As of the writing of our research brief in February of 2022, we had collected the following data:
|Year of data||Number of school districts for which LSABS contains complete AZB data|
Note: The count of districts for which we have “all years” of data exceeds the count of districts with 1990 data because there were several districts that had only one elementary, middle, and high school open in 1990 and thus did not have AZBs distinct from their district boundaries. Those districts are not included in our counts of 1990 data. However, they are included in the “all years” count since we have complete data from later years when there were additional schools open and AZBs in place.)
This is exciting progress! Even more exciting, we have recently made these data publicly available in their raw, undigitized format on our website. However, our data collection efforts have been hampered by a number of systematic barriers that have shaped our sample in nonrandom ways.
There are limited federal- and state-level sources of longitudinal AZB data. The School Attendance Boundary Information System (SABINS) was the first national AZB data collection effort; it collected and digitized AZB data for about 600 school districts in the 2009-10, 2010-11, and 2011-12 school years. The U.S. Department of Education (ED) then ran the School Attendance Boundary Survey (SABS), which drew from SABINS data and collected additional data in 2013-14 and 2015-16. SABS did not continue after 2015-16 as further collection cycles would have required more long-term infrastructure planning, which ED had to balance against other data priorities at the time.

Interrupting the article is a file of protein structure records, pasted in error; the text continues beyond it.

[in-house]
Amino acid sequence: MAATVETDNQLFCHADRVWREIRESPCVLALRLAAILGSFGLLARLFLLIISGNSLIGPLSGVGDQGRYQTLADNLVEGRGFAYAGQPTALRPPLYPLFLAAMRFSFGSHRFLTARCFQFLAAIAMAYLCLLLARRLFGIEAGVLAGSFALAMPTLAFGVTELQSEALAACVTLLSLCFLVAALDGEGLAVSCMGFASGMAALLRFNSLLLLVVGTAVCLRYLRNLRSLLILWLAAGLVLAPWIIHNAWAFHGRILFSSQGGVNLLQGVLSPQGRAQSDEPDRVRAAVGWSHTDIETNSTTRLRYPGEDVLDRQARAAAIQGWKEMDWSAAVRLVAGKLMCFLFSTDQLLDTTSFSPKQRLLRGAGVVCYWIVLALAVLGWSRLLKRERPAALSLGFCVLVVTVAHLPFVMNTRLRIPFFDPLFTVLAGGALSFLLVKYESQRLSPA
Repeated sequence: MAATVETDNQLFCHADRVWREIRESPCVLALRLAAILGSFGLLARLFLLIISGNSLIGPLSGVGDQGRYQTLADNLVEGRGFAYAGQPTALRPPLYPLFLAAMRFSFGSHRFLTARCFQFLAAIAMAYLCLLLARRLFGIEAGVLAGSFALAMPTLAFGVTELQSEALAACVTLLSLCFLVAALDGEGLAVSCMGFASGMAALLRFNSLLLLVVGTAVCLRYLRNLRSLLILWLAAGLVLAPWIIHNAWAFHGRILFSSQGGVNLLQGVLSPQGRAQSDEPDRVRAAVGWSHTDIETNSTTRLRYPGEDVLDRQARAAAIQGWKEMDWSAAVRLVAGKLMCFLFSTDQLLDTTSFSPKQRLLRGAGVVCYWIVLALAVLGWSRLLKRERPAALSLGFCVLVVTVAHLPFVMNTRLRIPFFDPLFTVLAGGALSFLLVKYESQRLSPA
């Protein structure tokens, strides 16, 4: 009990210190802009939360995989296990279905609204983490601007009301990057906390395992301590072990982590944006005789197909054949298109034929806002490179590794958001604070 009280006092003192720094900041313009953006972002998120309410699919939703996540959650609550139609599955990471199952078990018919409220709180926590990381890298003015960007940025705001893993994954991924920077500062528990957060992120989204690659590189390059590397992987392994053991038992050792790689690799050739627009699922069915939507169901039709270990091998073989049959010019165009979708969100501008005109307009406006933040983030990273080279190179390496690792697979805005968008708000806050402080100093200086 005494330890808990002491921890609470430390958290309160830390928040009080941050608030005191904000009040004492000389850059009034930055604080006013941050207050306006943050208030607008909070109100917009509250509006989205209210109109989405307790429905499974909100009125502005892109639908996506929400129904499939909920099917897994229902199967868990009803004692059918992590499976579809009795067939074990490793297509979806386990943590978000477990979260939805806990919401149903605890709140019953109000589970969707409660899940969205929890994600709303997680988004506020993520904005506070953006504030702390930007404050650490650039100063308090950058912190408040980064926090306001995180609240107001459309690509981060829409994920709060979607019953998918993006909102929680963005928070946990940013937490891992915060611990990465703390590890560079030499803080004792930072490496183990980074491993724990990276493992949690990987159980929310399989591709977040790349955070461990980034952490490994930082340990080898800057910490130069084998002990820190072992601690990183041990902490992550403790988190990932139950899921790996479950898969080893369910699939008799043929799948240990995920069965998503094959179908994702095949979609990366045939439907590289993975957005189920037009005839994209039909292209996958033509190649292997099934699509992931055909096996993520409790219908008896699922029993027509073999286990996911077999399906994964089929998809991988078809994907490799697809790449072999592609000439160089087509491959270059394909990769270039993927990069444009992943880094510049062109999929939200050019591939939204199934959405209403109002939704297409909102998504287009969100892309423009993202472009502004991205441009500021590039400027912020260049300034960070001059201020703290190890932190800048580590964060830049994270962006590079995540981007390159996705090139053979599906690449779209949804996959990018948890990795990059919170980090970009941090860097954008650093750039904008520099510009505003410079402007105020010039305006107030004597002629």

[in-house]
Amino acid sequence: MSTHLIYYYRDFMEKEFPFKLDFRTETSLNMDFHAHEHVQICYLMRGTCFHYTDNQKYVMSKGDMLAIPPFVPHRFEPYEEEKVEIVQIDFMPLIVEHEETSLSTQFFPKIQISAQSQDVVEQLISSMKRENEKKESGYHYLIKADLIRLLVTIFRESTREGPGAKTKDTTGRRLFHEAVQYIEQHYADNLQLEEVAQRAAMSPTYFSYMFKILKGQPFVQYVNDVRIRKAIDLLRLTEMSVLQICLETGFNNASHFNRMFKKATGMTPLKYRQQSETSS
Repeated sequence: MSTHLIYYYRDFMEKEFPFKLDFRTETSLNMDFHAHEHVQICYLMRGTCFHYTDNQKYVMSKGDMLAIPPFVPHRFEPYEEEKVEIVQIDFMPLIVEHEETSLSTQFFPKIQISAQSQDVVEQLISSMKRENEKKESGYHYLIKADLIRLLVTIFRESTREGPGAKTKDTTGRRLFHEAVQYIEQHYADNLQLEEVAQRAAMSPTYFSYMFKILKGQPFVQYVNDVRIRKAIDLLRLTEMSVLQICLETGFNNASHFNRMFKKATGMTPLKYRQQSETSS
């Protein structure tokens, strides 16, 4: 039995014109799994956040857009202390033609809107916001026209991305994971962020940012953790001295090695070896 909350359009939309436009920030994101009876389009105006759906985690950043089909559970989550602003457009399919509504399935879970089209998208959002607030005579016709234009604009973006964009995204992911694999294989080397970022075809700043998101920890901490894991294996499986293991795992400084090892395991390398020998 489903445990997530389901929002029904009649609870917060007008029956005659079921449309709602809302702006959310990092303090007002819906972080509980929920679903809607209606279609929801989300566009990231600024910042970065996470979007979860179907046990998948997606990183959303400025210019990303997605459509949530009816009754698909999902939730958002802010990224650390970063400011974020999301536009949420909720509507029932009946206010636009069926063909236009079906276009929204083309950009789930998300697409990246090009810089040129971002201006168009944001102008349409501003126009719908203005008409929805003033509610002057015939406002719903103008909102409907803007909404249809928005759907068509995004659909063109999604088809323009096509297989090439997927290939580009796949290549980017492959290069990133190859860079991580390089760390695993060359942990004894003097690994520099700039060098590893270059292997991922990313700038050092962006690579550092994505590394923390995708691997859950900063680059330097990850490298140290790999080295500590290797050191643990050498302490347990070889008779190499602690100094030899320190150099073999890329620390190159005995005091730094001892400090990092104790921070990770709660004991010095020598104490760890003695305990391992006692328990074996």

At the state level, only 3 states have ever collected and published AZB data for all of their school districts. Minnesota has collected these data every year since at least 2002, and it stands as a great example of data availability and access. Delaware also collects annual AZB data for every district in the state, though it is unclear when collections began and the state does not keep historical versions of the boundary files on its website. Finally, Oregon collected AZB data in 2010 and has intermittently updated it. Other than in these three states, we have not been able to locate any additional statewide sources of AZB data. (If you know of something we don’t, please email us!)